The answer? My ennui. Despite the formidable blessings in my life, I've felt a little bored, anxious, unable to sleep at night lately. I've had my ass handed to me repeatedly in karate by boys half my age (as evidenced by a series of bruises on my legs and a chronic ache in my right shoulder from holding hand targets--I can't even reach behind my back and uhook my own bra strap without a struggle). Last night I tested for my brown stripe belt, and while I passed, I'm accepting that I do possess the body of a woman pushing 40. I spend too much time playing mah jong online because I'm stalled on my book, which is due to my writing group mid-May. I write in circles and I haven't heard diddley-squat from my literary agent because the economy sucks and he's beholden to a system that isn't working. It looks like I'll again miss the first opportunity to plant my vegetable garden because Matt (the dude who will only talk to Mr. D because he is in awe of my awesomeness which is legendary) won't show up with a couple loads of topsoil and grade the space for my new potager. I flit from book to book, feeling quite meh about what I've got to read, but I made a vow not to buy any more books until I've read what I own.
Last fall I bought my mom some books for her birthday, including one that was a #1 Indie Pick and Costa First Novel Award winner. The plot seemed convoluted based on the back cover description, but a cursory read of a few paragraphs revealed stellar prose so I put it on the stack.
"Sometimes I imagine that I'm the subject of some nature documentary for another species. I think of them watching me spending my life walking around empty corridors and checking doors that are locked. I try to imagine the commentary. I think they'd be baffled." They were silent for a few minutes and then he added, "The thing is, even when I'm not thinking about nature documentaries, I still feel like I'm being watched. Do you get that?"
My mom returned it to me, I'm not sure if she finished it, but she didn't care for it.
I finally picked it off my stack Sunday. I've been lost ever since.
I guessed that Catherine O'Flynn probably had a dilly of a time getting this published--and this article proved my assumption correct. It's too unconventional, too clever, too deep and too brilliant to market alongside the mindless drivel peddled to readers. O'Flynn writes circles around the likes of Nicholas Sparks, yet she doesn't pander to the lowest common denominator like William P. Young or Dan Brown. She got her break from a small independent publisher, Tindal Street. According to this article, 10 of Tindal Street's titles have been listed for literary prizes.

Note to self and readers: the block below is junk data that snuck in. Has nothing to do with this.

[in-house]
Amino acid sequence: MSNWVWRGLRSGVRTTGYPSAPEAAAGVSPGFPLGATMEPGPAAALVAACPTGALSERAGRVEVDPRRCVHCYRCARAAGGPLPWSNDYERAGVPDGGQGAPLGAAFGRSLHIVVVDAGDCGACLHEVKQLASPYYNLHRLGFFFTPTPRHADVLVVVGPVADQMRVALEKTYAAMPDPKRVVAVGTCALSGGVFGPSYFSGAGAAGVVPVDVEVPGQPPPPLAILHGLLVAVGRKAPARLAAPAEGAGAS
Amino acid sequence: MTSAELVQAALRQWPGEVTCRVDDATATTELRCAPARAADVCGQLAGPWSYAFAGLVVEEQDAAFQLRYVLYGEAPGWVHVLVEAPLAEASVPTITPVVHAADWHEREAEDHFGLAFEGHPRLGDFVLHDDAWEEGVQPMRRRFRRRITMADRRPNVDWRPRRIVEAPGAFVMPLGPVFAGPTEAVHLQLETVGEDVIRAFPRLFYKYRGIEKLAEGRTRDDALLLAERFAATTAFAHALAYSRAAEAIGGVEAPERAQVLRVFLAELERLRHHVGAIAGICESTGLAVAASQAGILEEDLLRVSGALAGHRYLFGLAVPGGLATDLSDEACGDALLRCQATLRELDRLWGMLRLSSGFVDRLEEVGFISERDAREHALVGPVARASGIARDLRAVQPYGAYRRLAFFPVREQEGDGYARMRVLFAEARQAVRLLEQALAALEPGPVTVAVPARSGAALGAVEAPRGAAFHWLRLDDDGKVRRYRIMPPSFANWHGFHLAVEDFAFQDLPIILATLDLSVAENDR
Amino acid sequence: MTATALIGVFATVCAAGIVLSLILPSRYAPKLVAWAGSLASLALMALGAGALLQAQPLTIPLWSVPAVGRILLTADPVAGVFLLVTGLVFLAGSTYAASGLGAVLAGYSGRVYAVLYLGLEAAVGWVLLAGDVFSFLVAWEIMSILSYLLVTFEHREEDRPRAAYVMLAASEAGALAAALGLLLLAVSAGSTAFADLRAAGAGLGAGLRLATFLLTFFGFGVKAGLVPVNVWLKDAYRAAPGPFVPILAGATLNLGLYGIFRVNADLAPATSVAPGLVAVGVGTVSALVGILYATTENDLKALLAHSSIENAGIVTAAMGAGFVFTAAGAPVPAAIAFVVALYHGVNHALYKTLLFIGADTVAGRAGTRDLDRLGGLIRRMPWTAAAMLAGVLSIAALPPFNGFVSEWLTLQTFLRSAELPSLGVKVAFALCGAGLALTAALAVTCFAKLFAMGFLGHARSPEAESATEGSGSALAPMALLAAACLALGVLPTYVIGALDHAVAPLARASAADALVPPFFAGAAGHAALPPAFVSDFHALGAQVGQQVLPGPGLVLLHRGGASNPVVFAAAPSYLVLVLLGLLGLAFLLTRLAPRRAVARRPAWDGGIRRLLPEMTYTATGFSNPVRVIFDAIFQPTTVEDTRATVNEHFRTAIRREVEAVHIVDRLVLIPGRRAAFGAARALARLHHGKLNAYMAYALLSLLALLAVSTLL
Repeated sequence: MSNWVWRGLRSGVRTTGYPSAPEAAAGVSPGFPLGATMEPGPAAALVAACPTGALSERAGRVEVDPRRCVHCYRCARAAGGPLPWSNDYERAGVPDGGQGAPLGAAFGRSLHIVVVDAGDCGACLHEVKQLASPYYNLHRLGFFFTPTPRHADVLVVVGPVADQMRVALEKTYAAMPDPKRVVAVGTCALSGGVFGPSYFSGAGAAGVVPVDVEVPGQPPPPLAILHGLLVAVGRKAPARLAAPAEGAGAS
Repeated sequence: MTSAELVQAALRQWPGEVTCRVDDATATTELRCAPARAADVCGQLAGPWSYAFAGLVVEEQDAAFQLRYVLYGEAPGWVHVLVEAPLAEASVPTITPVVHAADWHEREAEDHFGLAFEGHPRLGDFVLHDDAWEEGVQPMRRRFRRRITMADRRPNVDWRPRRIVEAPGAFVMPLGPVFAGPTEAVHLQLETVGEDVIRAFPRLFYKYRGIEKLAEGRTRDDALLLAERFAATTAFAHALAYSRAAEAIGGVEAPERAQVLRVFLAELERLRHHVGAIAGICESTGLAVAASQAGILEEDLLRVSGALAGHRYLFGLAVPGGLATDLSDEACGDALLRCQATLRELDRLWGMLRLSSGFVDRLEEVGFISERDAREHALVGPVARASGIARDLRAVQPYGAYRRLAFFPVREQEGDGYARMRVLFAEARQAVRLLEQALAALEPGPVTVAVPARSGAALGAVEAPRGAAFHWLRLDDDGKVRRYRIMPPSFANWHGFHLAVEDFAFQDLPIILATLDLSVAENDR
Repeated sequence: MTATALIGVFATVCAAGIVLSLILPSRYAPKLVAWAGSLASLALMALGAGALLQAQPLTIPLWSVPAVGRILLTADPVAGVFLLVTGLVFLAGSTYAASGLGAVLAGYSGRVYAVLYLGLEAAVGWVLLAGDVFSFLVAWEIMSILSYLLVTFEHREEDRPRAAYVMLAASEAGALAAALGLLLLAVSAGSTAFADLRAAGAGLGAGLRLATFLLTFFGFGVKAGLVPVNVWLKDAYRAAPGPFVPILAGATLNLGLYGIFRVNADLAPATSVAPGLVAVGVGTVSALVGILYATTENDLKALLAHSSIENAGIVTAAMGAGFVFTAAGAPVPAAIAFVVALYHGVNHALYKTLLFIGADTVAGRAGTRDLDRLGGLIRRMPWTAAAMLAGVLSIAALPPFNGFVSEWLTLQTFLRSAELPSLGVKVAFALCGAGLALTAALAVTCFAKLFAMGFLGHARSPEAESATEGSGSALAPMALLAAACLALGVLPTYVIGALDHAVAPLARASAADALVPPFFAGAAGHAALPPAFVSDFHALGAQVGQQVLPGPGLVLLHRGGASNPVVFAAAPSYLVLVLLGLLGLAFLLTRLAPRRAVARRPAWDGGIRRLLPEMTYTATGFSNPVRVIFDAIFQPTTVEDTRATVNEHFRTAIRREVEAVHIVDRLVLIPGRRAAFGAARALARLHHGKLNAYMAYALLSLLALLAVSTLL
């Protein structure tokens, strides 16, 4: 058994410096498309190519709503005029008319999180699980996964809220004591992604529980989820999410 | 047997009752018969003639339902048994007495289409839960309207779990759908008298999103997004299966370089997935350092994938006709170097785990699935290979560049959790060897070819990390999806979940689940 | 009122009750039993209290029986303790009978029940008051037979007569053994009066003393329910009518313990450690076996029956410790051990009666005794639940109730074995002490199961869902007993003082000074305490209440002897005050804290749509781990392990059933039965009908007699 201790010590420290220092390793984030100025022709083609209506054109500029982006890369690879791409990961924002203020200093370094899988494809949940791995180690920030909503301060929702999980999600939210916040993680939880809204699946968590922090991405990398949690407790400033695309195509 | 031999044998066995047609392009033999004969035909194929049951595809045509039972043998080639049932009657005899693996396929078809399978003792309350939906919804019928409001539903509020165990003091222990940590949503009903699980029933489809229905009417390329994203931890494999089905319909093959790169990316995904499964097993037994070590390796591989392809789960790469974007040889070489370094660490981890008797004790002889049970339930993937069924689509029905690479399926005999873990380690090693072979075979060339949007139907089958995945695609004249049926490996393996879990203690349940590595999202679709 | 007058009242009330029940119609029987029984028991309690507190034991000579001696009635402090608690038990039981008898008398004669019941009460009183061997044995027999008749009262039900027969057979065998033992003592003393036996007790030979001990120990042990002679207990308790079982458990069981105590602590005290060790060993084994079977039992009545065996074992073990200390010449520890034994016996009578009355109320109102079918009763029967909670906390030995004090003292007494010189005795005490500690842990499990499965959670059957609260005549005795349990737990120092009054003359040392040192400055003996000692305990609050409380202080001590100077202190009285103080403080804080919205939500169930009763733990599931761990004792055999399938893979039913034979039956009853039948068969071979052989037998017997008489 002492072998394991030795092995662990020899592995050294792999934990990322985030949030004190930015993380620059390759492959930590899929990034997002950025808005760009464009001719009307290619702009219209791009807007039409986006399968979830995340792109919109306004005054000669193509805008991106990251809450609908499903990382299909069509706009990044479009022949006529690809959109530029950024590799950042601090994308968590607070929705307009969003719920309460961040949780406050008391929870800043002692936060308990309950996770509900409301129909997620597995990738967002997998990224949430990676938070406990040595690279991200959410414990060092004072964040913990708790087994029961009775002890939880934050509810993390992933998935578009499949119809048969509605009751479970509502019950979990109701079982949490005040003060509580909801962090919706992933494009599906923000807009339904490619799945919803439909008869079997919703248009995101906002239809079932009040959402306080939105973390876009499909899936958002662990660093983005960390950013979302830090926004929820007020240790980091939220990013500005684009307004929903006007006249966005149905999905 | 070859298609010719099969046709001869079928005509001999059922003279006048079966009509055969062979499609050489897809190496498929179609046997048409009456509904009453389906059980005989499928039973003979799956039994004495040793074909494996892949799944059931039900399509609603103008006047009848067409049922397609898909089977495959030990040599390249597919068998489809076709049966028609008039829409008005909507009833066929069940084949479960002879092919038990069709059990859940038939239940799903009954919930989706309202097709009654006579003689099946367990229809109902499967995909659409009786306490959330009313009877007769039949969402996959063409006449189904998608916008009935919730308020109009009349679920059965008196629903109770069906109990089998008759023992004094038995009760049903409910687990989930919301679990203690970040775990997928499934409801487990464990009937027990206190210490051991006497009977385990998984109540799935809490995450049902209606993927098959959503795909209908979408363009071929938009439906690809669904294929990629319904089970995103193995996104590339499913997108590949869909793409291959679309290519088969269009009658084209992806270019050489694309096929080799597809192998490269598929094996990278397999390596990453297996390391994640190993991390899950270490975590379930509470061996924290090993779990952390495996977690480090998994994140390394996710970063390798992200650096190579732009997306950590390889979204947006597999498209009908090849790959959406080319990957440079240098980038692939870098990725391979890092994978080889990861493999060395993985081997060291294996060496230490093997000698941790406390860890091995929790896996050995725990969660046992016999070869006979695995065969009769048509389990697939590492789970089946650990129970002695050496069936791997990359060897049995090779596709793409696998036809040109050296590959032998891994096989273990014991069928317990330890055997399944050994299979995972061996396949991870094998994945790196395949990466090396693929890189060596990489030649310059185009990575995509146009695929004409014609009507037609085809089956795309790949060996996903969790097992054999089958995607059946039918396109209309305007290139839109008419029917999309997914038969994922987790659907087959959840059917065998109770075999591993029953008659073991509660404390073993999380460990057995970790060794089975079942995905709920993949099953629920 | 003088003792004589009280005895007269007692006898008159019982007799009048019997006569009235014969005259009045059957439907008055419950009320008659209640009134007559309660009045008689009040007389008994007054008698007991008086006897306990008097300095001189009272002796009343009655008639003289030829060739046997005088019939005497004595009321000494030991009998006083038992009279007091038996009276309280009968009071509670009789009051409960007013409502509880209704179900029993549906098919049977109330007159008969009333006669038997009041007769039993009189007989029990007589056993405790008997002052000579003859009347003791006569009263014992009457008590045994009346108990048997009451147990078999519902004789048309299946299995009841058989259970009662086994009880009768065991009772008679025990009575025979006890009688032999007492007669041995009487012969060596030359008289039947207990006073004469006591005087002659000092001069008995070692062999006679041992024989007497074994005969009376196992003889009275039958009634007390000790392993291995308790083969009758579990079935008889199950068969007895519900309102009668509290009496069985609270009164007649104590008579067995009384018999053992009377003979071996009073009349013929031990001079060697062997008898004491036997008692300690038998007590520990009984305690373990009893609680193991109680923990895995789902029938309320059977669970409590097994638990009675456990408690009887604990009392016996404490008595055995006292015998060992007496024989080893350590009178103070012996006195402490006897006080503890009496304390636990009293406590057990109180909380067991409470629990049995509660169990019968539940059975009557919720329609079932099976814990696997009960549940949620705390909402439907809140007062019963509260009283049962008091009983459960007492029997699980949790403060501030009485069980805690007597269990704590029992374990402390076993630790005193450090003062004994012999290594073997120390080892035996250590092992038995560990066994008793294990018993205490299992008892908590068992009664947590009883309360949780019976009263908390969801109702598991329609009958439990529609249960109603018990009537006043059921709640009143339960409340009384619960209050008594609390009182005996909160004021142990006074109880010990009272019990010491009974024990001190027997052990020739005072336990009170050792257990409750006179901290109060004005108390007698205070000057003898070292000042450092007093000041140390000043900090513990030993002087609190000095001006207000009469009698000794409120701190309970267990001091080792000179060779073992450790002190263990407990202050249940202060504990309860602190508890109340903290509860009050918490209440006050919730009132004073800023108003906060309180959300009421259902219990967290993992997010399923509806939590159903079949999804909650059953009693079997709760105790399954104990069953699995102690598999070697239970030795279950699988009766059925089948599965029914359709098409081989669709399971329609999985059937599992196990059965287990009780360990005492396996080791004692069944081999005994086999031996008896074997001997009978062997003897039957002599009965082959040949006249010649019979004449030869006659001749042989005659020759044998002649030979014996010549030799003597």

What Was Lost made me laugh out loud. It made me gasp. It kept me riveted from the very first page. O'Flynn is a masterful writer--blending setting and characters and plot to create one of the most haunting books I've read in quite a while. I tried so hard to read the last 30 pages last night, but I fell asleep before I could finish (an 80-minutes karate test will do that to you). This morning, at 6:00, I read the last 10 pages and sat stunned for a while. It was one of those Sixth Sense sort of endings. I paged back through the book to re-read sections, to confirm the ending, to see if I might have ever guessed--the clues were placed along the way, fair and square. This was no coy plotting device. It was a work of sheer genius. I'll tell you no more about the story, other than what is on the back cover:
It's the 1980's and Kate Meaney--"Top Secret" notebook and toy monkey in tow--is hard at work as a junior detective. Busy trailing "suspects" and carefully observing everything around her at the newly opened Green Oaks shopping mall, she forms an unlikely friendship with Adrian, the son of a local shopkeeper. But when this curious, independent-minded young girl disappears, Adrian falls under suspicion and is hounded out of his home by the press.
Twenty years later, Adrian's sister Lisa--stuck in a dead-end relationship--is working as an assistant manager at a record store in the same mall. Exasperated by the outrageous behavior of customers and colleagues, she longs for a more fulfilling life. But then, along with a security guard, Kurt, she becomes entranced by the little girl glimpsed on the mall's surveillance cameras. As their after-hours relationship intensifies, Lisa and Kurt investigate how these sightings might be connected to Kate Meaney's disappearance--as well as to the unsettling history of Green Oaks itself.
Twenty years ago I read Donna Tartt's book The Secret History, a mystery that opened the first chapter by revealing whodunnit--you had to read the rest of the book to learn how and why. I remember my pleasure, the revelation of a book that twisted the rules, and my admiration for the author's skill. The Secret History reminded me of reading The Murder of Roger Ackroyd by Agatha Christie, another book that turned the tables on the reader.
I'm glad for the mental work out this book provided. I feel compelled to attack life with vigor again, perhaps because I recognized myself in the characters and their lives or perhaps because at last something has caught and held my attention.
What Was Lost. Grab a copy and read it.